Difference Between Extortion and Ransomware

The main difference between extortion and ransomware is the way in which they are used to target a business. Ransomware attacks involve malicious software that encrypts a company’s data, restricting access unless a ransom is paid. Extortion, on the other hand, involves threats to publicly release sensitive information or documents if certain demands are not met. This can put more pressure on a business as the public release of sensitive information could have lasting repercussions for its reputation. Additionally, ransomware targets systems directly, while extortion targets individuals or organizations.

Types of Ransomware

Crypto-ransomware is the most common type of ransomware, and it works by encrypting files on your computer or network. Once encryption is complete, a ransom demand is issued that requires payment in order to decrypt the files and gain access to them. Crypto-ransomware can be spread through malicious emails, websites, downloads, and other online resources.

Locker ransomware operates differently than crypto-ransomware. This type of ransomware locks users out of their systems or devices by denying them access to their accounts. In some cases, the attackers may even delete important system files or corrupt data stored in the user’s account. Locker ransomware is usually spread through malicious emails, downloads, and other online resources.

The Impact of Triple Extortion Ransomware

Triple extortion ransomware is a type of malicious software that threatens to not only encrypt the data of a compromised organization but also to leak it to the public unless a ransom is paid. This type of ransomware has become increasingly popular in recent years, as attackers know that organizations are more likely to pay the ransom if there is a risk of their sensitive information being exposed. The attackers will typically demand payment from both the initially compromised company and those who may be affected by the data breach. Once payment is received, the attackers will usually release an encryption key allowing the data to be decrypted.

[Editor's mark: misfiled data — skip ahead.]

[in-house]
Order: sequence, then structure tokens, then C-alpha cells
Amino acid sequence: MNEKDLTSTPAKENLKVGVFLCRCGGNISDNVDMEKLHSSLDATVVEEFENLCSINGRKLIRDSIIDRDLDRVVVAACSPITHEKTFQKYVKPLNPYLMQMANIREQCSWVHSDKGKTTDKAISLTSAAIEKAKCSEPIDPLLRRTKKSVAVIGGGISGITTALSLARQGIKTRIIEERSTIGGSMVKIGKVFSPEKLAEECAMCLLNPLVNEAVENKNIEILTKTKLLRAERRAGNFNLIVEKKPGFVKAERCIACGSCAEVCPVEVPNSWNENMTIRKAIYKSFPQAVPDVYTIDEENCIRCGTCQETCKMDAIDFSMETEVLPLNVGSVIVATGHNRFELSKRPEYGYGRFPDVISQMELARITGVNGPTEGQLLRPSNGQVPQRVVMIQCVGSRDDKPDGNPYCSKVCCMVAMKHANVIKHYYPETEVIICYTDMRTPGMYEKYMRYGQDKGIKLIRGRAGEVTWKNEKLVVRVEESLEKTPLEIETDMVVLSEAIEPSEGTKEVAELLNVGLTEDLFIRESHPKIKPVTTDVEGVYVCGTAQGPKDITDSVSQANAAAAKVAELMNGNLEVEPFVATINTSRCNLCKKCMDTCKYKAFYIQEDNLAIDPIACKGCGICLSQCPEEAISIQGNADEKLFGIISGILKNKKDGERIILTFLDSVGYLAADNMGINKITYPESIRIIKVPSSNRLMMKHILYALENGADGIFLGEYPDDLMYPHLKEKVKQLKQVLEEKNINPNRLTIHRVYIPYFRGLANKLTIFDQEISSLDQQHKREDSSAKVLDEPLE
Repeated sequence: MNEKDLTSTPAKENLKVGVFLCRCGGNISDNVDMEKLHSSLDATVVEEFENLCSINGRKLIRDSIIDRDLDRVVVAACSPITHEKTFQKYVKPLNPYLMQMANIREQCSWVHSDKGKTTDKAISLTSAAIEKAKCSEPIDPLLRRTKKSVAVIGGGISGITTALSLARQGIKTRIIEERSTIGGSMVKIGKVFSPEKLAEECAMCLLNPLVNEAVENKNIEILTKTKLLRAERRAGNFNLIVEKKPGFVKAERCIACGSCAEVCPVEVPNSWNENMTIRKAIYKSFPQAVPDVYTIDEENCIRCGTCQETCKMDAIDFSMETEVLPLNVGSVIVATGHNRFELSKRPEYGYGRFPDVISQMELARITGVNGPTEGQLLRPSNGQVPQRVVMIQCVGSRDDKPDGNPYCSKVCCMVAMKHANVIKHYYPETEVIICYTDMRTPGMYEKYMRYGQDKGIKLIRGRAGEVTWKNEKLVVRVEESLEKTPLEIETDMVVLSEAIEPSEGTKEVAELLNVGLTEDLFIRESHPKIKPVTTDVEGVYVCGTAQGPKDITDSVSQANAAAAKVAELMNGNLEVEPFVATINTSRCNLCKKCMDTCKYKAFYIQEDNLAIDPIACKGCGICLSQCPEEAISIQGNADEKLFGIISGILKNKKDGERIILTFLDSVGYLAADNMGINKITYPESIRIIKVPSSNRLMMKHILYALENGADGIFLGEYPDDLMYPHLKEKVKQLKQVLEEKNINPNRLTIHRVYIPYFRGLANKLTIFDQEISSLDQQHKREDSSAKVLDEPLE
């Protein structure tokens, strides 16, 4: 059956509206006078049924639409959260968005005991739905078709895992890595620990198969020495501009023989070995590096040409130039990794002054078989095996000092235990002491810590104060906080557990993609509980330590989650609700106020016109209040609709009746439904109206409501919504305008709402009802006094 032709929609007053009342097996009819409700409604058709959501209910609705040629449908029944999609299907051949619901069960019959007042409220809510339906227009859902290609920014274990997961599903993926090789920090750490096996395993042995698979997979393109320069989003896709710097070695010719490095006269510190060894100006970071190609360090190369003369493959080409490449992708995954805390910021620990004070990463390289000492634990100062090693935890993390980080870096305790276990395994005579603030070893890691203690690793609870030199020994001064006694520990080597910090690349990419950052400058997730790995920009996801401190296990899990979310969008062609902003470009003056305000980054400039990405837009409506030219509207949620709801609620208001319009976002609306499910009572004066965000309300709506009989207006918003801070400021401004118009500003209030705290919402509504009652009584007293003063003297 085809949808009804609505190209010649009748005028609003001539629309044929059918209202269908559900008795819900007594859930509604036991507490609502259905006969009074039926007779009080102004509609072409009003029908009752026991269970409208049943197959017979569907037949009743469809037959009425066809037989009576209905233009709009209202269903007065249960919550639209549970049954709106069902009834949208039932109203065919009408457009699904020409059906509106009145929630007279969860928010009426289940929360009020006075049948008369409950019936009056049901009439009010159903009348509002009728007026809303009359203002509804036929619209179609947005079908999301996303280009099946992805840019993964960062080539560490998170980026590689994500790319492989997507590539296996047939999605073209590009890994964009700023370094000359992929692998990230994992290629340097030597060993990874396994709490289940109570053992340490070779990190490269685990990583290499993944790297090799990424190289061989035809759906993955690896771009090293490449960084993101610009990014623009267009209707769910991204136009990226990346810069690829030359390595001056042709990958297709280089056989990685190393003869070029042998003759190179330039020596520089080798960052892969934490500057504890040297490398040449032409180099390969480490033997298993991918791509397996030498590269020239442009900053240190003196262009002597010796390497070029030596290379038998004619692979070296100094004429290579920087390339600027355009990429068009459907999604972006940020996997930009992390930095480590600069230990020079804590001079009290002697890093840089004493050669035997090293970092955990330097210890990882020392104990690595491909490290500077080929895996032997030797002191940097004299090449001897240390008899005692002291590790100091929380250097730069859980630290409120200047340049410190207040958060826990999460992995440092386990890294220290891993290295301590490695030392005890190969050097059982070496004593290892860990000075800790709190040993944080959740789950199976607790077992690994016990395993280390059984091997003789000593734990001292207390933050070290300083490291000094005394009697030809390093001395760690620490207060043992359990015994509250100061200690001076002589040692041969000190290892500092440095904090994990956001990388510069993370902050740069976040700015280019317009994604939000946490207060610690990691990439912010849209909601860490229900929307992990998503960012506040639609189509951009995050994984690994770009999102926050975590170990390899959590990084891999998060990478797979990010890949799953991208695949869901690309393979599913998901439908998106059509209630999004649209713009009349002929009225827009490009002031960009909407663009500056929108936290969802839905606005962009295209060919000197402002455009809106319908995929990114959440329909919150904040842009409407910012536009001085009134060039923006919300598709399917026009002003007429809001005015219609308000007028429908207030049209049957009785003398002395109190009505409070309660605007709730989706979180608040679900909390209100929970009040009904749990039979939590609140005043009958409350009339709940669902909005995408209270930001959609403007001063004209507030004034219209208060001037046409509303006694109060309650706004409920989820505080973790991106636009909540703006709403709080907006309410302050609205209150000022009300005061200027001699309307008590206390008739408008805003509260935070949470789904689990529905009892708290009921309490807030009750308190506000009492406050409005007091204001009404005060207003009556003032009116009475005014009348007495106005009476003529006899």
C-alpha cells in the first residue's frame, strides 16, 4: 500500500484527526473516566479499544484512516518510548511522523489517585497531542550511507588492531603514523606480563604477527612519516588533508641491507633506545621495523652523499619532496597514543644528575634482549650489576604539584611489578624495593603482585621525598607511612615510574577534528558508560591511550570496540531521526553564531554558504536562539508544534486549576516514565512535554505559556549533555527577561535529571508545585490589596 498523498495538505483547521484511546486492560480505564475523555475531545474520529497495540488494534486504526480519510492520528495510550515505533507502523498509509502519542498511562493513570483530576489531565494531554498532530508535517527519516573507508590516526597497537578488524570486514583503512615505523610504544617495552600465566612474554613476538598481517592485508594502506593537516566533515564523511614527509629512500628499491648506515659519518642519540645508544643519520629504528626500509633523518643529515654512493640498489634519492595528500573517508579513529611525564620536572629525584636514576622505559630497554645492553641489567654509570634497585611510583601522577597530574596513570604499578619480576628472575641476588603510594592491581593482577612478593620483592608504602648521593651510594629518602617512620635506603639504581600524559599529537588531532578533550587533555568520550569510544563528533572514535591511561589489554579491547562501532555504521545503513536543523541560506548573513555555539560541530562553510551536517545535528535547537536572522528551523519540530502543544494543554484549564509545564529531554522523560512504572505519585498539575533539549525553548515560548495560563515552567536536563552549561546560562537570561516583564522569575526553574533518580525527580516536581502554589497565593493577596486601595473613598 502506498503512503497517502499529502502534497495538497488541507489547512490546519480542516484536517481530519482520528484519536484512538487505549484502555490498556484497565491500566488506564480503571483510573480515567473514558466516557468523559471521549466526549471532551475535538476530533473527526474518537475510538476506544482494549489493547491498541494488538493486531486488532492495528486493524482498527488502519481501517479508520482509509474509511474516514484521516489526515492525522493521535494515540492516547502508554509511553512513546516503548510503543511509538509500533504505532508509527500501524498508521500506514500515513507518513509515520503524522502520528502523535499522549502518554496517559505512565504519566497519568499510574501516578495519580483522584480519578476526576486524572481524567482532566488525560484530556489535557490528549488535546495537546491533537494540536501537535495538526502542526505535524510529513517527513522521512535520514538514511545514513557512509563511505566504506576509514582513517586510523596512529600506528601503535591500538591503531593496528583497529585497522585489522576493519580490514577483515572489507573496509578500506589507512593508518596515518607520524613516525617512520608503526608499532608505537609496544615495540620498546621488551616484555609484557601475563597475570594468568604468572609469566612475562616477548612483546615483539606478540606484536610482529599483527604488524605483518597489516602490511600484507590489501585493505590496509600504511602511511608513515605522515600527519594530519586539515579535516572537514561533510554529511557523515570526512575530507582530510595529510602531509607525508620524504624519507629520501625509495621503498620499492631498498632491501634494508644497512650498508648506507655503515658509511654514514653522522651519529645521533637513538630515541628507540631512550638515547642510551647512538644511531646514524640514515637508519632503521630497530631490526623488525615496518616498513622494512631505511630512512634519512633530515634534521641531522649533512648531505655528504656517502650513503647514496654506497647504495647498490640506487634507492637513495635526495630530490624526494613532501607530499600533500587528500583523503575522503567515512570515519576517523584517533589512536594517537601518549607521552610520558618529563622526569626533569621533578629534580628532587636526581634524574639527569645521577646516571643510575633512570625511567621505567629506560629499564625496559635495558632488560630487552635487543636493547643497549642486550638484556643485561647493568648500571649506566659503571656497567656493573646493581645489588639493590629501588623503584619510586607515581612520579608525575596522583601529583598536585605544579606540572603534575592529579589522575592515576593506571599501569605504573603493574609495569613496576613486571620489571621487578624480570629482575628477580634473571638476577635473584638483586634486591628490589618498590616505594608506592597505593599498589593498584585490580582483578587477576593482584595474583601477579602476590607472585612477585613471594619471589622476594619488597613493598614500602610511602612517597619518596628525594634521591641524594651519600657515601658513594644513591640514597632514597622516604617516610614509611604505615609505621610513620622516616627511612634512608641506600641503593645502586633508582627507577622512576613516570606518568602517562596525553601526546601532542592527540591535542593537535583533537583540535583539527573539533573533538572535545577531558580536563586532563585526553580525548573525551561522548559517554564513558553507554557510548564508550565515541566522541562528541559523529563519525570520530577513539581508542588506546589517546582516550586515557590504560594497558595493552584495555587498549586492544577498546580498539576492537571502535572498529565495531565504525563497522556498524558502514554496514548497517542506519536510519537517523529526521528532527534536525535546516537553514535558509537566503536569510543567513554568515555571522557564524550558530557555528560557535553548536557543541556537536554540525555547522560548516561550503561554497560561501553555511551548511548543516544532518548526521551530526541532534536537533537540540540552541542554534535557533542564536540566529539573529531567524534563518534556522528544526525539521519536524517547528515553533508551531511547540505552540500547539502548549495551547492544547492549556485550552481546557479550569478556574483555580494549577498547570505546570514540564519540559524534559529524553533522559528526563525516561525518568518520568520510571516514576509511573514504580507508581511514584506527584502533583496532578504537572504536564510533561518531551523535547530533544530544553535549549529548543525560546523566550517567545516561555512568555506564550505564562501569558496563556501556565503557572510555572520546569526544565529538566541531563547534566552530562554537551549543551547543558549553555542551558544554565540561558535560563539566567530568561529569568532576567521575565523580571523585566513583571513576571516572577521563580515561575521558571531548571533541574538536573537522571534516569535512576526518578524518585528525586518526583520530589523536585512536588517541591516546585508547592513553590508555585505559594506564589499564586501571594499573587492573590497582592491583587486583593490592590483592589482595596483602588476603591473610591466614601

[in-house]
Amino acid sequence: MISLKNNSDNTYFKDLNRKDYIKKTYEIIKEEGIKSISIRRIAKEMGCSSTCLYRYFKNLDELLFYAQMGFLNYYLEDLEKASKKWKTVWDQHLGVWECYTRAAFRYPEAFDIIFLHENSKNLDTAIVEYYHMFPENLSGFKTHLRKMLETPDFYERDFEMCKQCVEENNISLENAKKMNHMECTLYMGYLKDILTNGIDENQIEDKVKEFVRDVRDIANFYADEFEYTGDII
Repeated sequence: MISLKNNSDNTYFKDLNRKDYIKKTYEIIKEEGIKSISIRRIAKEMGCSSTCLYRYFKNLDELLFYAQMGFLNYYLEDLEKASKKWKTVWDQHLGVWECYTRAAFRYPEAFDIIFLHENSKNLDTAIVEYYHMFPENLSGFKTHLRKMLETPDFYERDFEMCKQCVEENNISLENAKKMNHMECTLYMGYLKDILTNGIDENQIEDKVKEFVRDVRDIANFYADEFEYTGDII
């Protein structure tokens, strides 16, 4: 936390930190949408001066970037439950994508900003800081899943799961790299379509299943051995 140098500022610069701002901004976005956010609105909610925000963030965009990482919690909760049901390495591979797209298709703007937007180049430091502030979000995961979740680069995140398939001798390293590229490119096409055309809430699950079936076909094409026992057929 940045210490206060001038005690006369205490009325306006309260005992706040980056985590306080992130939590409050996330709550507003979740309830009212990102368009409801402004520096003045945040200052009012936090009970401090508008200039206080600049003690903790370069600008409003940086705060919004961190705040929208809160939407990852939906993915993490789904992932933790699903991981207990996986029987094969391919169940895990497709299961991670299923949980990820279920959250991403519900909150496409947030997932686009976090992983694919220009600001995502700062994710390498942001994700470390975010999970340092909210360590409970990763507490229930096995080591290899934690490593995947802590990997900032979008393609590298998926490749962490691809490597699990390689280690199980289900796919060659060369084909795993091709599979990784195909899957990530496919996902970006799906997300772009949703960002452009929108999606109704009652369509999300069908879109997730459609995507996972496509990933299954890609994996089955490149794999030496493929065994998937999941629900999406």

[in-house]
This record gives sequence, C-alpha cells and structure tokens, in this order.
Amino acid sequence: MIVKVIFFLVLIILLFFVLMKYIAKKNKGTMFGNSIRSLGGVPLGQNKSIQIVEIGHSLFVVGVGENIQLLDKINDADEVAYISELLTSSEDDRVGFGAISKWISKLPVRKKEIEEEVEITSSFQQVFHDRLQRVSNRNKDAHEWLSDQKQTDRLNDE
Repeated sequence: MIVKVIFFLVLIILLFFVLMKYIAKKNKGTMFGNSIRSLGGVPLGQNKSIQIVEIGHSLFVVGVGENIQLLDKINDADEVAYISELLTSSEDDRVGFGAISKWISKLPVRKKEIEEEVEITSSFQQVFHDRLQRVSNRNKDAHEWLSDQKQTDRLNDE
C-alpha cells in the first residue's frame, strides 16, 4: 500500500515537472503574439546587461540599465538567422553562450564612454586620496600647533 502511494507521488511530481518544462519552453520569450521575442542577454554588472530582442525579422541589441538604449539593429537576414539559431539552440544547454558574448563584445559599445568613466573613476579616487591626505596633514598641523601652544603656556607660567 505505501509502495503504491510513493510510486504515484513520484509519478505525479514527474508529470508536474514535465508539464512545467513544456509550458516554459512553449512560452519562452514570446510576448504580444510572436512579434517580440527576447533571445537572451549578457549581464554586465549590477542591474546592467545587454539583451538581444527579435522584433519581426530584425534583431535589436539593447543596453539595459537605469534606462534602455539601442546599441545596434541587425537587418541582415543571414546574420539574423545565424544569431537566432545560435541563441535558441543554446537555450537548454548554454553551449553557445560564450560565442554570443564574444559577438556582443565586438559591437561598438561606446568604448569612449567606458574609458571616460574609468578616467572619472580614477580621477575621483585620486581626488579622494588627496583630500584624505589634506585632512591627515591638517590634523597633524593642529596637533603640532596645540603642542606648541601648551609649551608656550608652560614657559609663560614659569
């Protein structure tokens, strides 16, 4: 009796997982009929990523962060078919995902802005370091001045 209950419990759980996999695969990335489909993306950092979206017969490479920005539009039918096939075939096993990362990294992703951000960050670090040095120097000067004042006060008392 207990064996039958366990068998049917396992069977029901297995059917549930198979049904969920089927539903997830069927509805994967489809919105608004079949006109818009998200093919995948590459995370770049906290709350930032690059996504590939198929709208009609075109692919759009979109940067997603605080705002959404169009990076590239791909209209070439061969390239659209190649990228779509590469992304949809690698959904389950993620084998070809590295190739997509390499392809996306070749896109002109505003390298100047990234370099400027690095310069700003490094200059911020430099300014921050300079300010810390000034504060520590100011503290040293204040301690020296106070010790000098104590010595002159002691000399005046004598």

The Dangers of Quadruple Extortion Ransomware

Quadruple extortion ransomware is a form of cyberattack where the malicious actors not only encrypt the victim’s data but also threaten to leak or destroy it if their demands are not met. In addition, they may demand payment from victims to decrypt the data and prevent its destruction. The attackers will often publish stolen data as a way of proving that they have obtained it, and as a way of pressuring victims into paying the ransom. This makes quadruple extortion ransomware an especially dangerous form of attack, since victims may be forced to pay an exorbitant ransom or risk having their confidential information made public or destroyed.

The Most Severe Type of Ransomware

The most severe type of ransomware is called wiper malware. Unlike other types of ransomware, wiper malware does not encrypt files. Instead, it destroys or corrupts them, making them impossible to recover. Wiper malware is usually distributed as part of a targeted attack against a specific organization or individual. It often uses strong encryption algorithms and a sophisticated file deletion routine to ensure that the targeted files are completely destroyed. Examples of wiper malware include Shamoon, NotPetya, and Bad Rabbit. These types of ransomware can be especially difficult to detect and recover from, as they do not leave any trace of their infection behind.

Types of Cyber Attacks

1. Malware is a type of malicious software designed to gain access to and damage a computer system without the user’s consent. It can be used to steal sensitive information, disrupt operations, and cause financial loss. Examples include viruses, worms, Trojans, and spyware.